Photo Courtesy : STAGEStheatre
Written by Alina Mae Wilson
I recently saw a high school production of “Les Miserables” as a viewer. Brian Johnson did a beautiful job directing a large number of teenagers in a very well-known show, so I was eager to see his work with adult performers in Stages’ Theatre’s new play Dead Man’s Cell Phone. Unfortunately, the limited movement coupled with depthless writing makes for a somewhat disappointing play.
On the surface Dead Man’s Cell Phone sounds like a great idea, maybe even brilliant. While dining in a cafe on a rainy day, a woman named Jean notices a man named Gordon sitting at another table and ignoring his ringing cell phone. Upon further investigation, Jean finds out Gordon is not ignoring his phone. He’s dead. Being the sole person “with him when he died,” she attends his funeral and meets those closest to him. In an attempt to comfort the colorful characters he left behind, she makes some slight exaggerations in regards to his last moments on earth and continues to answer his cell phone in an effort to keep some part of his spirit alive. These actions lead her on a spiritual journey, which causes her to question what she believes about communication, the afterlife, and the very nature of love. While rich in concept, the story is lacking in its execution.
I can think of several instances where the energy levels could stand to be increased. Jean has to deal with multiple extreme moments that have the potential to be funny, are clearly written to be funny, but just aren’t funny enough because she is taking these crazed situations so darn well. Her character is not the type to remain calm in all instances, so the humor is clearly not intended to stem from her casual state of being. She just isn’t excited enough about the lunacy taking over her life. To the actress’s credit, her soft and sweet demeanor is believable, but it is so believable any conviction Jean shows seems out of place when it suddenly pops up.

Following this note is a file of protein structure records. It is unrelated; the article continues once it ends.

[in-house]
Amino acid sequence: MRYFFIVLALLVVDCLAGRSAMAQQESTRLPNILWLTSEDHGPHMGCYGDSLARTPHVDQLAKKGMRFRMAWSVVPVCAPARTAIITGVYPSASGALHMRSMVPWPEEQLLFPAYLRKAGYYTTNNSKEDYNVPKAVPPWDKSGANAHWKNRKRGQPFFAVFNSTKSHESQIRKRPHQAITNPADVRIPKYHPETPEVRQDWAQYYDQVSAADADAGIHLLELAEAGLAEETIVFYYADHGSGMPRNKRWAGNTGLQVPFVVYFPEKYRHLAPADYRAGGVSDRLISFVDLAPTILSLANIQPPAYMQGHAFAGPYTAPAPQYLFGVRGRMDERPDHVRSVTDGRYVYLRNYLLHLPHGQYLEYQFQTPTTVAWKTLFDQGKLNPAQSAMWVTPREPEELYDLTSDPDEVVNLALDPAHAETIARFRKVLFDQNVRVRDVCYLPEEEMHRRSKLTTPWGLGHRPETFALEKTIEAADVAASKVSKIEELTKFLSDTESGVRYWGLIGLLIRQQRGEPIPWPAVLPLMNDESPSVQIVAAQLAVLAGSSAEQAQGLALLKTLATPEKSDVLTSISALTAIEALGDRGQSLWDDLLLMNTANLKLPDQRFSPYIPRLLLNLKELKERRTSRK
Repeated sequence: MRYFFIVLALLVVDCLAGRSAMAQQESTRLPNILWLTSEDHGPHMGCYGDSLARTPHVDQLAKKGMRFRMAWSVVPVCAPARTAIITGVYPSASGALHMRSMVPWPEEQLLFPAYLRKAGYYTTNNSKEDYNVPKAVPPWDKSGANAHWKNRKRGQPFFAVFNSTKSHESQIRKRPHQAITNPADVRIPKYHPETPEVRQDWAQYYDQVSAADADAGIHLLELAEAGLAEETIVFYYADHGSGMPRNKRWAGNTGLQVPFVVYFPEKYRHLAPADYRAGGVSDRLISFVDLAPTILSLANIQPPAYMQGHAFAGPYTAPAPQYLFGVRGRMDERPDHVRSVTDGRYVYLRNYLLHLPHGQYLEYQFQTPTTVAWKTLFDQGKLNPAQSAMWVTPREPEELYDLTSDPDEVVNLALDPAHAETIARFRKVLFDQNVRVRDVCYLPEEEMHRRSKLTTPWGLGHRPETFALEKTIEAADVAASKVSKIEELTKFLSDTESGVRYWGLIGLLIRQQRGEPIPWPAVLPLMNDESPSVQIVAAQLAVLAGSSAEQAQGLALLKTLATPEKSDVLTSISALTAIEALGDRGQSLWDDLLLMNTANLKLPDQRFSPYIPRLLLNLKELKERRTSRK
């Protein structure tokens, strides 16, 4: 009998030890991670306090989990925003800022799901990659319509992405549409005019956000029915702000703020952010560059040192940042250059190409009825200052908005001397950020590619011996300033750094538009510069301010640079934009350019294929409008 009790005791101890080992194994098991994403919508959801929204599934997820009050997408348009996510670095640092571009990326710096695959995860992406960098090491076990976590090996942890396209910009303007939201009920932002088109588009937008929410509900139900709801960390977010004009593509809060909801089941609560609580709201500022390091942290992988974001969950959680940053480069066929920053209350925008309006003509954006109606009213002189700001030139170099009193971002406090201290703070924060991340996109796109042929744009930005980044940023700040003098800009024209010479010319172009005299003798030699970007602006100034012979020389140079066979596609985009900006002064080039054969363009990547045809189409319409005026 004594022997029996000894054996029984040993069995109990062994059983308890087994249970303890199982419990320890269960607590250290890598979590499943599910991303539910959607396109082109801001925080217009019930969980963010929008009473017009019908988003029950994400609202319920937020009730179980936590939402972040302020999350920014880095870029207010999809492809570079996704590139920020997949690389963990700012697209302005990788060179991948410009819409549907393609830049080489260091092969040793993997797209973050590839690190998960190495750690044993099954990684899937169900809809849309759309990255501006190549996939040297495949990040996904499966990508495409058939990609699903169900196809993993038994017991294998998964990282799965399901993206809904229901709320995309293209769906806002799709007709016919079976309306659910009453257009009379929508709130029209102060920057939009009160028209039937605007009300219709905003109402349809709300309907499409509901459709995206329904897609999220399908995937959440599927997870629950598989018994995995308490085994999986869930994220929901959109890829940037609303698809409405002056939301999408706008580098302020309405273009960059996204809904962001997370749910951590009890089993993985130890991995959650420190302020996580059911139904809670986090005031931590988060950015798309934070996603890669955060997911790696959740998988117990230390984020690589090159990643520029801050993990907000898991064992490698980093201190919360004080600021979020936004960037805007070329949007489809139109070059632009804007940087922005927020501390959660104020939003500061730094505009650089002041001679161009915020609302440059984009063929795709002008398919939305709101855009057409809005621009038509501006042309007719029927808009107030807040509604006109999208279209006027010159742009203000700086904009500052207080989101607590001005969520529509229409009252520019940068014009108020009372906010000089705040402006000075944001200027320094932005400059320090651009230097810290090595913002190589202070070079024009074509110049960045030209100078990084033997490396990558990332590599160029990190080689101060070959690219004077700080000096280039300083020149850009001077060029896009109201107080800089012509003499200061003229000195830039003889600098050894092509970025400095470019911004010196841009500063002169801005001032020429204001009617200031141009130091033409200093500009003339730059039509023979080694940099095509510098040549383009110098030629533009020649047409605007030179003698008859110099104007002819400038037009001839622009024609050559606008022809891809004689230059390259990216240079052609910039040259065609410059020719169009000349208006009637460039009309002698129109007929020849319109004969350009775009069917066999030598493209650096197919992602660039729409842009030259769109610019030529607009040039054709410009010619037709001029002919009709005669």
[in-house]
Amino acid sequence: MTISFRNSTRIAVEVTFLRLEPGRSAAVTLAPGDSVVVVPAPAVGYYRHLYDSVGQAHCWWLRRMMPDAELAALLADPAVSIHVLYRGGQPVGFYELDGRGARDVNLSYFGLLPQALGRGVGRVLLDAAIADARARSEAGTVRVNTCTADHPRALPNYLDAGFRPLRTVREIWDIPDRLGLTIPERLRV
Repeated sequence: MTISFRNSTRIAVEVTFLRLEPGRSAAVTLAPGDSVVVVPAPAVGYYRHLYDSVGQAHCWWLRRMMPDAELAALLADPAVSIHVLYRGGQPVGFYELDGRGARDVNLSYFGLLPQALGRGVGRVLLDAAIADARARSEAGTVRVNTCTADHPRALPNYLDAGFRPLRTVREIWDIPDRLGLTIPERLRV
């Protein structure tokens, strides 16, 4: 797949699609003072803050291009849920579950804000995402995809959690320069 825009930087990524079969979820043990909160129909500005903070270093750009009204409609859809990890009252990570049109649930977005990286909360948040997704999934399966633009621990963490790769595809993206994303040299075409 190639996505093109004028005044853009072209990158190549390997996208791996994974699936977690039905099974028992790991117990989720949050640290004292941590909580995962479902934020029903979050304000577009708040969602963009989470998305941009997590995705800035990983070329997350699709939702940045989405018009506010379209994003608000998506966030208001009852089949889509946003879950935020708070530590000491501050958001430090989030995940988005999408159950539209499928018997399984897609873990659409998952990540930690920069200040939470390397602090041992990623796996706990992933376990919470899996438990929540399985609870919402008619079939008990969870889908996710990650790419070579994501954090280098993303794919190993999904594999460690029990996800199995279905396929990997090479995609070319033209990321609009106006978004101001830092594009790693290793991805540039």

There is not much physically happening in this show. It is mostly rooted in the dialogue. This is not entirely a bad thing because many of the jokes are actually really funny. It’s when the show tries to get too deep we start having problems. Heaven help us when it starts trying to be deep and funny at the same time. There is just so much rambling and theorizing. It’s clear the intention is to make the audience think, but in the long run it just seems annoying. There is talk about cell phones, communications with the dead, and an effort to portray the afterlife. There is an elaborate dance scene featuring umbrellas which symbolizes…something I’m sure. The meandering plot and callous treatment of certain issues makes the story less enjoyable.
Something working in show’s favor is the sets. The background is so beautiful and works so well, I am surprised people don’t utilize these backdrops more often.
March 13th – April 19th
Interview with the director of Dead Man’s Cell Phone